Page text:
The Distributions of Wait Time to Treatment in Program 8. (A) Density Plot of All Wait Time. (B) Density Plot of Wait Time in the First (*n* = 39), Mid (*n* = 49) and Last Months (*n* = 33)

Quantile regression (Koenker and Bassett 1978) extends the concept of percentile or quantile in the univariate analysis to regression and estimates regression relationships specific to a certain percentile of the response variable controlling for the independent variables. In its simplest application, quantile regression examines median regression and describes changes in the center of the distribution. As the median is robust to outliers in the univariate analysis, median regression is also robust to outliers. Median, however, is just one of the many quantiles that can be examined. A series of quantile regression for different percentiles estimates multiple rates of change, providing a more robust and detailed description of the regression relationships that can be overlooked by other regression methods. Quantile regression is well established and available in common statistical software (e.g., proc quantreg procedure in SAS; quantreg package in R). Applications include economics (Hendricks and Koenker 1992; Buchinsky 1994; Manning, Blunmberg, and Moutlton 1995; Poterba and Rueben 1995); biology, especially for growth curve and duration models (Cade, Terrell, and Schroeder 1999; Koenker and Geling 2001); medicine, especially for reference charts (Cole 1988; Cole and Green 1992; Wei et al. 2006); environmental modeling (Pandey and Nguyen 1999); and infrastructure studies (He, Simpson, and Wang 2000). More examples are available in Koenker (2005).

This analysis uses data from outpatient and intensive outpatient treatment programs from the two cohorts of data collection—cohort 1 (*n* = 9; October 2003 to December 2004) and cohort 2 (*n* = 14; January 2005 to March 2006). The analysis was limited to a total of 23 outpatient (OP) or intensive outpatient (IOP) treatment programs; four agencies provided both outpatient and intensive outpatient treatment services. Exclusions included sites that had less than 10 months of data or did not complete substantive process changes.

We used a cubic polynomial function to model temporal changes in the NIATx data. Specifically in the quantile regression, a regression quantile of interest assumes a form of

(1)

where *y* is the response variable (patient wait time from contact to the first treatment), *t* is the independent variable (the first contact time of a patient), and *τ* is the quantile of interest with 0 < *τ* < 1. *β*_{0}(*τ*)*, β*_{1}(*τ*)*, β*_{2}(*τ*)*, β*_{3}(*τ*) are the regression coefficients at the specified quantile *τ*, respectively, corresponding to the intercept, linear, quadratic, and cubic terms of the patient contact time *t*. As in the least-squares analysis, nonsignificant *β*_{2}(*τ*)*, β*_{3}(*τ*) estimates suggest a linear function is sufficient to model the regression quantile trend. We note that the coefficients are given as functions of *τ*, that is, not necessarily *β*_{j}(*τ*_{1}) = *β*_{j}(*τ*_{2}) for certain two quantiles 0 < *τ*_{1} ≠ *τ*_{2} < 1. Hence, the regression relationship at one quantile, for example, median (*τ*_{1} = 0.5) is allowed to differ from the regression relationship at a different quantile, for example, 95th percentile (*τ*_{2} = 0.95).

The least-squares counterpart for equation (1) is

(2)

where the regression coefficients, *β*_{0}, *β*_{1}*, β*_{2}, *β*_{3}*,* are given as constants. In addition, the least-squares analysis assumes the regression relationship (2) in the conditional mean holds same across the distribution of *y*. That is, the *τ*th regression quantile is assumed to take the form of

(3)

We note that only the intercept *β*_{0}(*τ*) is supposed to change, whereas the coefficients *β*_{1}*, β*_{2}, *β*_{3} indicating the regression relationship between the patient wait time and patient contact time are held constant regardless of the quantile of interest. This means that the least-squares constrains all regression quantile curves to be parallel to the regression curve corresponding to the conditional mean with only the intercept allowed to change. The regression quantile in (3) with *τ* = 0.05 or *τ* = 0.95 corresponds to the lower or upper limit of a two-sided 90 percent prediction band. As both limits are constrained to be parallel to the conditional mean, the width of 95 percent prediction band is held same across time *t*, which is the constant variability assumption of the least squares. On the contrary, the quantile regression model (1) allows all the regression coefficients to change as functions of *τ,* and the width of 95 percent prediction band will not be held same across time *t*. Heterogeneity in the regression relationship is often exhibited as nonconstant variability across independent variables due to complex interactions between variables or unobserved exogenous noises that are not accounted for in the regression model. The least-squares method does not take into account such heterogeneity, whereas the quantile regression does.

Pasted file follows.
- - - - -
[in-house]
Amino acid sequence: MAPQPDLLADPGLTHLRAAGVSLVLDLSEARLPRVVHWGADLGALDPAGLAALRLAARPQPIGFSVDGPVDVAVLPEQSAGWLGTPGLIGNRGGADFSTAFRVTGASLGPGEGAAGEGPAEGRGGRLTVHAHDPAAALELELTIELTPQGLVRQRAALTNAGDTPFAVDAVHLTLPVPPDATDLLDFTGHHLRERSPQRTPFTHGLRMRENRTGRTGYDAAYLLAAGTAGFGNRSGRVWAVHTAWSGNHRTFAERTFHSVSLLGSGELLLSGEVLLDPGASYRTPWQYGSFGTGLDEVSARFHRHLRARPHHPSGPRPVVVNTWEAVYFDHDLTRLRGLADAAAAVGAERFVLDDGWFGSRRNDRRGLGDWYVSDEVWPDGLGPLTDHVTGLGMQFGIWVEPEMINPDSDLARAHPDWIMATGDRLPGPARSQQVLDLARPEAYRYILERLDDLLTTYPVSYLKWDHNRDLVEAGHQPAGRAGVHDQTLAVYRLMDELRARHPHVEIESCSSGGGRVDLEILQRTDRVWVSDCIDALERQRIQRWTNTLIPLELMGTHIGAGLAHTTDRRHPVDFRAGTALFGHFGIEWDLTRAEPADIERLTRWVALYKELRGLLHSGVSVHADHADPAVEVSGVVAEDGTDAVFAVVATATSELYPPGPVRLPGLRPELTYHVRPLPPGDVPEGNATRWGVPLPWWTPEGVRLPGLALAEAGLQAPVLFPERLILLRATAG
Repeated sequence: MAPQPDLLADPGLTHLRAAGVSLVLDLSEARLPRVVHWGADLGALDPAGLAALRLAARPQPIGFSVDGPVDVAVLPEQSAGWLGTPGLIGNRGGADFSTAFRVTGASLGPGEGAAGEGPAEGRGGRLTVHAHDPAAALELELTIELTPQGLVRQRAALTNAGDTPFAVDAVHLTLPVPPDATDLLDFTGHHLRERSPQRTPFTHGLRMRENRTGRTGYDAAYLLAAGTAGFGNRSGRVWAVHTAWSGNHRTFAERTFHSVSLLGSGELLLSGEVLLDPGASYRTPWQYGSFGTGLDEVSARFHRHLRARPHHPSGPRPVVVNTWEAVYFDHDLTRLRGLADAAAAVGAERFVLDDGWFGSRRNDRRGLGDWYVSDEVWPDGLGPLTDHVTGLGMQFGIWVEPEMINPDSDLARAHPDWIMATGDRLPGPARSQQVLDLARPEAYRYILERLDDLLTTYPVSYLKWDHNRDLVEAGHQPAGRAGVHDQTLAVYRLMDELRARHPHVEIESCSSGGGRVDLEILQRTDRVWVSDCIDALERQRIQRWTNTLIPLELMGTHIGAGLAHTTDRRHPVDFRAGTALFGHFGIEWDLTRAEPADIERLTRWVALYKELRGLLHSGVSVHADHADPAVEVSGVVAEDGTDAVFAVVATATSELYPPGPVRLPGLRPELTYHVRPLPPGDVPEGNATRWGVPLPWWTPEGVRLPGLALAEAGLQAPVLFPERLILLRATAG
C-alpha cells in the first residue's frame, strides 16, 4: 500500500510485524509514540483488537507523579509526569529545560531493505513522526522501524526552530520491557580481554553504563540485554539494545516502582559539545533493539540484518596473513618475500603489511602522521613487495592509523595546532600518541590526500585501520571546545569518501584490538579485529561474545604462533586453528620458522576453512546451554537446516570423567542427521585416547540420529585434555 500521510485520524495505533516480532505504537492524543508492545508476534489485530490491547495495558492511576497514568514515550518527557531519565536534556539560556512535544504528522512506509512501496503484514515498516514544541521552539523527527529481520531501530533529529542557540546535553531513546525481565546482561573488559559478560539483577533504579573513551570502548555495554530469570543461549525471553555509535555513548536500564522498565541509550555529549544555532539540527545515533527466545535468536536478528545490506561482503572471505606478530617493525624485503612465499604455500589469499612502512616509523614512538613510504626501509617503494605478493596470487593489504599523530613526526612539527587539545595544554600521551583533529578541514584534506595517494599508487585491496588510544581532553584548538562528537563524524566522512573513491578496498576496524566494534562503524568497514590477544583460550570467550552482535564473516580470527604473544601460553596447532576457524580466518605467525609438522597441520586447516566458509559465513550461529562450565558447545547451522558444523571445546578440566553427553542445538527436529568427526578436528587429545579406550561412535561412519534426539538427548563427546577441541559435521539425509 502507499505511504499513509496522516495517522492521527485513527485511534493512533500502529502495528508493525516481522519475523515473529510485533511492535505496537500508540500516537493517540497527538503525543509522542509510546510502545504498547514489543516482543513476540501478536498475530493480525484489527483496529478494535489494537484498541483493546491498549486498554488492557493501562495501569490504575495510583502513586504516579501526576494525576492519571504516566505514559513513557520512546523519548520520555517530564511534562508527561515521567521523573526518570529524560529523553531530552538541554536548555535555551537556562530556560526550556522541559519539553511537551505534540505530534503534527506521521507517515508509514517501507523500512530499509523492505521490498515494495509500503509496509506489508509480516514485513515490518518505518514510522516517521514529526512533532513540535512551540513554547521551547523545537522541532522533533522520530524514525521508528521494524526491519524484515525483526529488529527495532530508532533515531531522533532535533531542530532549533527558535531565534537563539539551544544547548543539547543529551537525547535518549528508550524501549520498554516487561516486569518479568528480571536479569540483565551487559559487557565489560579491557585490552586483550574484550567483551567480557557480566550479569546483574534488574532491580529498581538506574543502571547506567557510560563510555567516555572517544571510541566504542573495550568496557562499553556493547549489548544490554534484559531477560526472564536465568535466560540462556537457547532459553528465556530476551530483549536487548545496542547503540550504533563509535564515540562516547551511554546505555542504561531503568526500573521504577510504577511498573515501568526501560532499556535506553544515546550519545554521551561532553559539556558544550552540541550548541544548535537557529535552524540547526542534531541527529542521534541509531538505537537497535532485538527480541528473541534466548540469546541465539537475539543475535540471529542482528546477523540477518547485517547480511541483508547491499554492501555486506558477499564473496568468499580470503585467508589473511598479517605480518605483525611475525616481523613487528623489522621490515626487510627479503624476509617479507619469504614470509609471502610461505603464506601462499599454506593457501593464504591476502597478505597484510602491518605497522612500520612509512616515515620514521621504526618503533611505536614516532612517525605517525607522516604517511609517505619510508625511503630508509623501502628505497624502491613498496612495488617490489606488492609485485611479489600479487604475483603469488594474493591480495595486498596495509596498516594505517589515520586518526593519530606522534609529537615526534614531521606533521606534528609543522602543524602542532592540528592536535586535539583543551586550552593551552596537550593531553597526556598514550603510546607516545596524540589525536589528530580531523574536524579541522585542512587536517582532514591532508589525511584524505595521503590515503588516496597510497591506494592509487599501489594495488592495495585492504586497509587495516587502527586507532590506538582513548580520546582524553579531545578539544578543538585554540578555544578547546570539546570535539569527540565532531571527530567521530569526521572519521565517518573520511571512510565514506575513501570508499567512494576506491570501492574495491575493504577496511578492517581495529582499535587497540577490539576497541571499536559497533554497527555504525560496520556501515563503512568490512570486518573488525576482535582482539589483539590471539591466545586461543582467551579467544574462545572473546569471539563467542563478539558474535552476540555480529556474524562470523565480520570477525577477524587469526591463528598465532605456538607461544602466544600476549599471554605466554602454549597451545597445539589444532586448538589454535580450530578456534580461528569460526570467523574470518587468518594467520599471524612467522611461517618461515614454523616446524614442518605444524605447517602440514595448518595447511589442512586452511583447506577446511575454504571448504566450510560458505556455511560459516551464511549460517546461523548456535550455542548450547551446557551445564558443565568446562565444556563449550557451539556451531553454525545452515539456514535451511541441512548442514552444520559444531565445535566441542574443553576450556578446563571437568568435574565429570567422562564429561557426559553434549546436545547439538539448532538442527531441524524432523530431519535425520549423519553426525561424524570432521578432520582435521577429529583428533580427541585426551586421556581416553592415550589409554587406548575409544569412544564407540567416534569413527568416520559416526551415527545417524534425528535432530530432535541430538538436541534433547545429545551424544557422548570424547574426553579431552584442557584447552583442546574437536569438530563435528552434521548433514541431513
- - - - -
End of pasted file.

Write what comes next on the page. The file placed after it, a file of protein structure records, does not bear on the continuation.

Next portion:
All computations were done in R (R Development Core Team 2010). We used the lm function for the least-squares regression and the rq function (quantreg package) for quantile regression in R. The rq function estimates coefficients by minimizing ∑*ρ*_{τ}(*Y*_{i}−*X*′_{i}*β*), where *ρ*_{τ} (*r*) = *τ* max {*r*,0}+(1−*τ*) max {−*r*,0}, for *τ* quantile. Appendix 1 displays a sample set codes for analyzing data from a program.

NIATx patient-level data on days waiting between first contact and first treatment session were analyzed using least-squares regression and quantile regression models. Figure 3 presents the distributions of wait time from three of the NIATx participants and illustrates the differences in four regression analyses: (1) least-squares regression of the mean with the 90 percent prediction bands, (2) quantile regression on the median, (3) quantile regression at 5 percent, and (4) quantile regression at 95 percent. In all three cases, the fitted conditional mean curve from least-squares regression model (LS) and the conditional median (50 percent) quantile curve (QR) were close to each other. The 5 and 95 percent quantile regression curves, however, show quite different temporal patterns from the corresponding prediction band curves provided by the least-squares regression and also from the median quantile regression. The lower and upper limits of the 90 percent prediction band by the least-squares method are parallel to the conditional mean curve, which is valid only if the variability in the data had remained constant across patient contact time. On the other hand, the 5 and 95 percent regression quantiles are not parallel, correctly reflecting the greater variability in the patient wait times shortly after the respective programs started participating in the NIATx as compared with 6 months post. See Table 1A for the relative percent changes. The majority of the fitted models for three intensive outpatient programs in Table 1A utilized a cubic polynomial function while a few utilized a simple linear function to model temporal trend patterns.